Obama redefines national security strategy, looks beyond military might

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By Karen DeYoung
Washington Post Staff Writer
Thursday, May 27, 2010; 4:46 PM

In a broad redefinition of U.S. strategic priorities, President Obama has said that the United States must revitalize its economic, moral and innovative strength if it is to continue to lead the world.

Just as it did after World War II, the United States today must shape an international order and system of global institutions that reflect a 21st-century reality in which "America's greatness is not assured," Obama says in a 52-page "National Security Strategy" released Thursday morning.

"As we fight the wars in front of us, we must see the horizon beyond them," he writes in an introduction to the document. "To get there, we must pursue a strategy of national renewal and global leadership -- a strategy that rebuilds the foundation of American strength and influence."

The report is the first that Obama has prepared under a 1986 law requiring the president to present Congress with an annual strategic statement. Most administrations have only sporadically adhered to the requirement; George W. Bush issued two national security strategies during his presidency, in 2002 and 2006.

The document serves to set administration priorities inside the government and communicate them to Congress, the American people and the world. It also is intended as a framework for strategy documents produced by other parts of the government, including the Pentagon's national defense strategy.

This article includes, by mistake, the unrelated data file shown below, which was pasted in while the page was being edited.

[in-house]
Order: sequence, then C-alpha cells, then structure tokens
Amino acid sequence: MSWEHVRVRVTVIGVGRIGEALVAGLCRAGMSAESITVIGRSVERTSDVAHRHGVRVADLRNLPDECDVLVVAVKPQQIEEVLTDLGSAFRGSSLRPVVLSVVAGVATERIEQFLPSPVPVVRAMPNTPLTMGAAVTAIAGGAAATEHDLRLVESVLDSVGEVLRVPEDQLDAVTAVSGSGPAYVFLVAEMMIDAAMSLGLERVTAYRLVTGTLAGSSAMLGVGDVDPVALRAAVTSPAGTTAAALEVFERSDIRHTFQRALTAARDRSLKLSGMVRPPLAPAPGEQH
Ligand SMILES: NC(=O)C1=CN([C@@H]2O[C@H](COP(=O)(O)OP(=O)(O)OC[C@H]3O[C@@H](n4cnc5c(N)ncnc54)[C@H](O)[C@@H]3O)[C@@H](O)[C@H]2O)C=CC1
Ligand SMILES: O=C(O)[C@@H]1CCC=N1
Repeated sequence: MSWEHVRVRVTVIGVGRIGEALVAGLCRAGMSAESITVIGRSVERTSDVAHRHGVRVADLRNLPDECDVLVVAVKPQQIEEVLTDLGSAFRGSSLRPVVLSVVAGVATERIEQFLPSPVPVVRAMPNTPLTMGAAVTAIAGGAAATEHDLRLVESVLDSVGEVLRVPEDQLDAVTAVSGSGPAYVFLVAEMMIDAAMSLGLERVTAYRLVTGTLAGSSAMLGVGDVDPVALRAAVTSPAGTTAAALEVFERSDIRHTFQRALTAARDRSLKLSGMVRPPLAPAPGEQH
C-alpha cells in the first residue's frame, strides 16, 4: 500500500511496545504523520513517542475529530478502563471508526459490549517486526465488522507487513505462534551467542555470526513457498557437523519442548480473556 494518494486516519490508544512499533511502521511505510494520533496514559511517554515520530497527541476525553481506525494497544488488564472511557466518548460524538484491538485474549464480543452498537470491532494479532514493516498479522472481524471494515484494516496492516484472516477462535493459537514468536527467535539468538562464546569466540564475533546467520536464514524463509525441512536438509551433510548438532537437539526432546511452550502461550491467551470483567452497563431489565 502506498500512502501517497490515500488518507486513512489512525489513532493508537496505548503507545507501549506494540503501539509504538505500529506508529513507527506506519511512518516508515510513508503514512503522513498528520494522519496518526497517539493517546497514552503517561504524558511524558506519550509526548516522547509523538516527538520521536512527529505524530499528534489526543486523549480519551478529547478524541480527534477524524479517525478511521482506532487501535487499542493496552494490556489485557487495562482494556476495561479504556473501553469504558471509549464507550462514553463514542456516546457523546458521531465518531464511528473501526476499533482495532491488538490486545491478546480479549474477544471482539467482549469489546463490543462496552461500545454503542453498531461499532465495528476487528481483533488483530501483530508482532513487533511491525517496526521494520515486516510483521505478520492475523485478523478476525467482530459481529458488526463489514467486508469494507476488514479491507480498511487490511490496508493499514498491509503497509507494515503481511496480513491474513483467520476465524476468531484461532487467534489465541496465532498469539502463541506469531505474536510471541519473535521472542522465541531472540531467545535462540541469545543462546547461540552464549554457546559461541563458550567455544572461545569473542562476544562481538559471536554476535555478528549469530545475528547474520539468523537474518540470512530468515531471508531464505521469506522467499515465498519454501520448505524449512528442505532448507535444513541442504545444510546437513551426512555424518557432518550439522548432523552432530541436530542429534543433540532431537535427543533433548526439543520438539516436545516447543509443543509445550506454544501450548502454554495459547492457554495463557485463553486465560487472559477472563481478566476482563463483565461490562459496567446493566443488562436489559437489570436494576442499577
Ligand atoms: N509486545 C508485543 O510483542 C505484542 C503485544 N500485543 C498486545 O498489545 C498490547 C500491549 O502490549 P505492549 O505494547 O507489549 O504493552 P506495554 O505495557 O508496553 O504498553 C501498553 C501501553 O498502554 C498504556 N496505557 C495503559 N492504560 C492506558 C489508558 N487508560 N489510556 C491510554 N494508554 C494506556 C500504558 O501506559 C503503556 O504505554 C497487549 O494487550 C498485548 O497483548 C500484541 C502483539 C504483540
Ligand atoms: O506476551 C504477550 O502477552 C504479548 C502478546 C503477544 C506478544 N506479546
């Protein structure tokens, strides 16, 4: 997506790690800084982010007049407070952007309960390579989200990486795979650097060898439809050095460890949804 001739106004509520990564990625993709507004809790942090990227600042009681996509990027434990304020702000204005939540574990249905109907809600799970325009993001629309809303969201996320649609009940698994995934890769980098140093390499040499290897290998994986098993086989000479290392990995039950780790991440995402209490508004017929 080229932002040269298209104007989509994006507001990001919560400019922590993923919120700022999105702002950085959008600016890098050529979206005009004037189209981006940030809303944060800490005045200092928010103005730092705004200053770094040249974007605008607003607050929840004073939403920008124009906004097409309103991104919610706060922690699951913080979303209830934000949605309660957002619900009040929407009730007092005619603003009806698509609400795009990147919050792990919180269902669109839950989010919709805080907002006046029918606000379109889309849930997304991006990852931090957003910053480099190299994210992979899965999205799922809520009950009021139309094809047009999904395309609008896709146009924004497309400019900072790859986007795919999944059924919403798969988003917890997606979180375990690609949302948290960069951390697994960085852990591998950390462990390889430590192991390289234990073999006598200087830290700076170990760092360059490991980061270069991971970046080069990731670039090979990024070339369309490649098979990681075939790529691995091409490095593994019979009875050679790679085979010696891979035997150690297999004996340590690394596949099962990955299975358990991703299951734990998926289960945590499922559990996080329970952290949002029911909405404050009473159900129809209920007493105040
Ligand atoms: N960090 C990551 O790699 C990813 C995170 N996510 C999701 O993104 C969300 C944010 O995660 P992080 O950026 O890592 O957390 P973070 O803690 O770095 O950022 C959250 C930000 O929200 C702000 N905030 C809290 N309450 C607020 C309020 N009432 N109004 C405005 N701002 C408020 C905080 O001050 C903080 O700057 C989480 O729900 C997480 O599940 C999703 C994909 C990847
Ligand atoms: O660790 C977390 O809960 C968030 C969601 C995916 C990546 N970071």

Obama's new doctrine represents a clear break with the unilateral military approach advocated by his predecessor after the Sept. 11, 2001, attacks.

Bush tempered that guidance toward the end of his presidency, but the Obama strategy offers "a broad concept of what constitutes our national security," the document says.

Military superiority must be maintained and "the United States remains the only nation able to project and sustain large-scale military operations over extended distances," the document says. But "when we overuse our military might, or fail to invest in or deploy complementary tools, or act without partners," it says, "then our military is overstretched. Americans bear a greater burden, and our leadership around the world is too narrowly identified with military forces."

The strategy cites four "enduring national interests" that are "inextricably linked:" security, prosperity, values and international order.

"One of the things we really wanted to do is to have this document represent the appropriate context of our times," Benjamin Rhodes, deputy national security adviser for strategic communications, said in an interview.

Reiterating international engagement and collaboration as first options against national security threats, themes that Obama has emphasized throughout his 16 months in office, the strategy emphasizes his commitment to nuclear nonproliferation and combating climate change. Obama previewed elements of the document Saturday, when he told the graduating class at the U.S. Military Academy at West Point, N.Y., that "America has not succeeded by stepping out of the currents of cooperation."

In a choreographed series of events Thursday, Secretary of State Hillary Rodham Clinton discussed the diplomatic elements of the doctrine in a speech at the Brookings Institution, while James L. Jones, Obama's national security adviser, was to explain the strategy later at the Foreign Press Club.


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